Your child and Halloween – how to manage anxiety

Halloween has become an ever present event in the UK calendar and for most is a fun and exciting time with costumes and treats 👻

For some however, it can be full of anxiety, fright and uncertainty.

So as we embrace decorating our houses with ghoulish sights, mentions of monsters and scary boos, how do our children cope with these scenes and how can we help those prone to anxiety to manage.  We explore some practical tips to help ahead of halloween.



Don’t avoid it


It may feel easier to avoid the situation all-together, and try to ignore the cause of fear or anxiety in hopes you can protect your child. However, as we know when we try to avoid the hard things, it doesn’t make them go away and you are not letting your child deal with the realities of life. As difficult as it may be, the best thing to do to help your child navigate pain and discomfort in life is to be there with them and guide them through, especially in the early years as this lets them develop safe and healthy coping mechanisms. So don’t cancel halloween in hopes you can shelter them, instead find ways to talk, listen and have fun.



Listen to your child, validate their feelings


Never shame a child about their fears or belittle how they are feeling. If your child tells you that they are scared of going trick-or-treating, let them know you hear what they are saying. Repeat the fears back and let them know you understand. It’s perfectly normal to feel scared as Halloween is meant to be scary after all! Re-assure them as real as everything may seem, the costumes, the decorations, the noises etc they are just pretend and they are safe. It may help to demonstrate in this situation, so showing them a mask or a prop to help them understand they are just ‘dressing up’.


Find a fun signal or code word


This is especially useful if you are taking your child trick-or-treating, or you are having a party, somewhere where it can all become busy and overwhelming. With your child or children, come up with a silly, funny ‘code word’ or a secret hand signal only you know that they can use if they start to feel scared or uncomfortable. Let them know this means you can take a break, go somewhere quiet or just have a hug, whatever makes them feel better in that moment.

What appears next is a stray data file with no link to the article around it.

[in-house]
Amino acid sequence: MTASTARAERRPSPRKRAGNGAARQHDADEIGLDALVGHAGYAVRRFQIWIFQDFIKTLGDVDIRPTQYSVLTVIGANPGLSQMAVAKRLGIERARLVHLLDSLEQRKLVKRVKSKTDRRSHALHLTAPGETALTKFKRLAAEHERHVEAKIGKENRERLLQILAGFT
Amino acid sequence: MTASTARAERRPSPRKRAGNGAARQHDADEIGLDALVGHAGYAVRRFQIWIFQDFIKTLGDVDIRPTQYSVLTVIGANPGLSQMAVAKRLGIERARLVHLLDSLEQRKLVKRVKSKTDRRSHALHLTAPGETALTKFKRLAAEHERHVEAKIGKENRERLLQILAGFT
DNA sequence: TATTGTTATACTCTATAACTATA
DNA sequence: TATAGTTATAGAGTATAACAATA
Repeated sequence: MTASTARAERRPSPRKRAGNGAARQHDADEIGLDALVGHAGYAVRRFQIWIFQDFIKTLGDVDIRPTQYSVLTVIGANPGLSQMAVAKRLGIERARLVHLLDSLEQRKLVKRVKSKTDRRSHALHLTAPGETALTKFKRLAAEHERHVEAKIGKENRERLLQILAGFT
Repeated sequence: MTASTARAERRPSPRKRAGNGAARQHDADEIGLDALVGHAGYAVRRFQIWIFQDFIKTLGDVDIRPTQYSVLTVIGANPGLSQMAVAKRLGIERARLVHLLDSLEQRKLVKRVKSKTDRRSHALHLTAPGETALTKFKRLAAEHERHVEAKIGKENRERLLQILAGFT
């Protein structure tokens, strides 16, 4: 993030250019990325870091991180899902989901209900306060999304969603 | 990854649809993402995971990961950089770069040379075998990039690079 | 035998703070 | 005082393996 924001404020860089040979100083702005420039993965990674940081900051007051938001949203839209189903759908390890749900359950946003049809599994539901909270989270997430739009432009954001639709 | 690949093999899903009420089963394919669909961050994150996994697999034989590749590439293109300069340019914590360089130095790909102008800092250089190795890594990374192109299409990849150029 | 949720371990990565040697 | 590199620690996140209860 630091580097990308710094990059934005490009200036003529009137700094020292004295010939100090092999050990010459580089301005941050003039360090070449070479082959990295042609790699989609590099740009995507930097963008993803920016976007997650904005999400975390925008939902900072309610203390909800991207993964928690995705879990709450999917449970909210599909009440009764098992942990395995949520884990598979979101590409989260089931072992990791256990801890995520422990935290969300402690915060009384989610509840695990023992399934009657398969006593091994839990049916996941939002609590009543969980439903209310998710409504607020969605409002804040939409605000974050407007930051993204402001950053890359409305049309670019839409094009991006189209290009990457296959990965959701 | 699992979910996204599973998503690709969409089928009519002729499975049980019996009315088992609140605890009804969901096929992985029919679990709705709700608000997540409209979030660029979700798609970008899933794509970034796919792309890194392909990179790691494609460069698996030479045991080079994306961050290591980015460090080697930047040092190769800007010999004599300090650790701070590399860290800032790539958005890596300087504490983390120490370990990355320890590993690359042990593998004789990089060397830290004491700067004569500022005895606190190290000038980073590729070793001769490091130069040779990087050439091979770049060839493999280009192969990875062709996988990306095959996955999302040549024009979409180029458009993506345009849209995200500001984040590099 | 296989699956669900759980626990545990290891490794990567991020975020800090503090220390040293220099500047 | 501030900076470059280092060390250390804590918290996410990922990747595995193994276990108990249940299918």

You may find the game itself helps to take their mind off whatever made them feel uneasy or simply knowing you are there and they are safe is a huge comfort.



Allow the anxiety


Remember, the aim is not to take the anxiety away from your child, the aim is to help them get through the feelings. Suggesting you have confidence in their ability to handle halloween, by listening, showing them they are safe, allowing questions and concentrating on the games, fun food and the use of a ‘code word’, you are creating a supportive and safe space for them to develop healthy ways to manage anxiety and fear. This is about building the crucial foundation on which your child will take through to adulthood.



Dress rehearsal


Our anxieties may be reduced if we do our own dress rehearsal of how to handle this potentially frightening experience. A great way to reduce the feelings of anxiety is to try to desensitise them ahead of time. This could be showing them costumes in a shop, looking at decorations and props in daylight, what are they made out of? How do they feel? Show them (appropriate) photos of people dressed up and how people act making spooky noises or jumping out to say boo. Explain to them what happens on Halloween and why.

Practice what you will do and say in advance, so if your child’s anxiety is triggered, you can respond with consideration instead of reacting impulsively.




Talk it through


After all the fun, and it’s time for bed, talk to them. How are they feeling? Are they anxious, scared or worried? If something is bothering them, talk it out until they are feeling better. Revisit what happened and what they saw the next day too.


Ceri Morris
Be Empowered


Share with us on social media how you got on with your child over Halloween!


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